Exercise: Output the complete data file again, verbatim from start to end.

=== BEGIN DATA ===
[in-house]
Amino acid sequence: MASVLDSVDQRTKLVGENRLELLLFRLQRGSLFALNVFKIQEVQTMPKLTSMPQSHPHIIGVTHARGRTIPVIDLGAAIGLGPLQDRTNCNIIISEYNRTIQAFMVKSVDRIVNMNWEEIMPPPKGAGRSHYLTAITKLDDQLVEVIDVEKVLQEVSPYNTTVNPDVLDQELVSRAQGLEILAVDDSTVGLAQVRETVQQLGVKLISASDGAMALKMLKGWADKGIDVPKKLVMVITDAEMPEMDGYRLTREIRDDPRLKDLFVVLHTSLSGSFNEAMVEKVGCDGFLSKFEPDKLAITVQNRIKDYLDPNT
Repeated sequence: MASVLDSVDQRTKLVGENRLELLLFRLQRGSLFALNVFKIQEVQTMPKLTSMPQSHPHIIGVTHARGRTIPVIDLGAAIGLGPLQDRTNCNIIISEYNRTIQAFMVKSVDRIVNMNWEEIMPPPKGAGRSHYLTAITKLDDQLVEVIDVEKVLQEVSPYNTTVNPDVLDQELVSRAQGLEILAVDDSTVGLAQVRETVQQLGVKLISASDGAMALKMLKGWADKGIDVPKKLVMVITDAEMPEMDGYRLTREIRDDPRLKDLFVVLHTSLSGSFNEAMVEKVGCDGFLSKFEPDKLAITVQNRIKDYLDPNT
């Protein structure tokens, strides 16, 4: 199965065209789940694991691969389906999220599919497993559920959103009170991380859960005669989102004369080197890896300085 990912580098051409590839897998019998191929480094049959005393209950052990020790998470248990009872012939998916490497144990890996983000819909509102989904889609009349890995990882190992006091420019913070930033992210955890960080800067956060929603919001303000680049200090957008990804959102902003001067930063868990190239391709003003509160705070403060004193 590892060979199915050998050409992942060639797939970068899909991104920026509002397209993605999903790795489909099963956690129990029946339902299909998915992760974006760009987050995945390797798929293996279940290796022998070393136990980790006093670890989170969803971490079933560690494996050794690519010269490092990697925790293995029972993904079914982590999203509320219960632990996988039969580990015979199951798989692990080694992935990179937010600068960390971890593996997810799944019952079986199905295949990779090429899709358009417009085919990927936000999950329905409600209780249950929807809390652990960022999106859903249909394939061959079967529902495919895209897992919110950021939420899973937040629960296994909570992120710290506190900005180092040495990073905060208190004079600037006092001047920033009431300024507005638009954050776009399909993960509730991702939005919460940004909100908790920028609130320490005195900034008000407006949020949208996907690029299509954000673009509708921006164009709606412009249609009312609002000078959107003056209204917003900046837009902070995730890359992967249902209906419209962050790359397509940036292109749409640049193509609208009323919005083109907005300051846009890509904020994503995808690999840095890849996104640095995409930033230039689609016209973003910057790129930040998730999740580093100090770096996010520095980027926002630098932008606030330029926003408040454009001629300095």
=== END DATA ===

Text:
[in-house]
Amino acid sequence: MASVLDSVDQRTKLVGENRLELLLFRLQRGSLFALNVFKIQEVQTMPKLTSMPQSHPHIIGVTHARGRTIPVIDLGAAIGLGPLQDRTNCNIIISEYNRTIQAFMVKSVDRIVNMNWEEIMPPPKGAGRSHYLTAITKLDDQLVEVIDVEKVLQEVSPYNTTVNPDVLDQELVSRAQGLEILAVDDSTVGLAQVRETVQQLGVKLISASDGAMALKMLKGWADKGIDVPKKLVMVITDAEMPEMDGYRLTREIRDDPRLKDLFVVLHTSLSGSFNEAMVEKVGCDGFLSKFEPDKLAITVQNRIKDYLDPNT
Repeated sequence: MASVLDSVDQRTKLVGENRLELLLFRLQRGSLFALNVFKIQEVQTMPKLTSMPQSHPHIIGVTHARGRTIPVIDLGAAIGLGPLQDRTNCNIIISEYNRTIQAFMVKSVDRIVNMNWEEIMPPPKGAGRSHYLTAITKLDDQLVEVIDVEKVLQEVSPYNTTVNPDVLDQELVSRAQGLEILAVDDSTVGLAQVRETVQQLGVKLISASDGAMALKMLKGWADKGIDVPKKLVMVITDAEMPEMDGYRLTREIRDDPRLKDLFVVLHTSLSGSFNEAMVEKVGCDGFLSKFEPDKLAITVQNRIKDYLDPNT
């Protein structure tokens, strides 16, 4: 199965065209789940694991691969389906999220599919497993559920959103009170991380859960005669989102004369080197890896300085 990912580098051409590839897998019998191929480094049959005393209950052990020790998470248990009872012939998916490497144990890996983000819909509102989904889609009349890995990882190992006091420019913070930033992210955890960080800067956060929603919001303000680049200090957008990804959102902003001067930063868990190239391709003003509160705070403060004193 590892060979199915050998050409992942060639797939970068899909991104920026509002397209993605999903790795489909099963956690129990029946339902299909998915992760974006760009987050995945390797798929293996279940290796022998070393136990980790006093670890989170969803971490079933560690494996050794690519010269490092990697925790293995029972993904079914982590999203509320219960632990996988039969580990015979199951798989692990080694992935990179937010600068960390971890593996997810799944019952079986199905295949990779090429899709358009417009085919990927936000999950329905409600209780249950929807809390652990960022999106859903249909394939061959079967529902495919895209897992919110950021939420899973937040629960296994909570992120710290506190900005180092040495990073905060208190004079600037006092001047920033009431300024507005638009954050776009399909993960509730991702939005919460940004909100908790920028609130320490005195900034008000407006949020949208996907690029299509954000673009509708921006164009709606412009249609009312609002000078959107003056209204917003900046837009902070995730890359992967249902209906419209962050790359397509940036292109749409640049193509609208009323919005083109907005300051846009890509904020994503995808690999840095890849996104640095995409930033230039689609016209973003910057790129930040998730999740580093100090770096996010520095980027926002630098932008606030330029926003408040454009001629300095």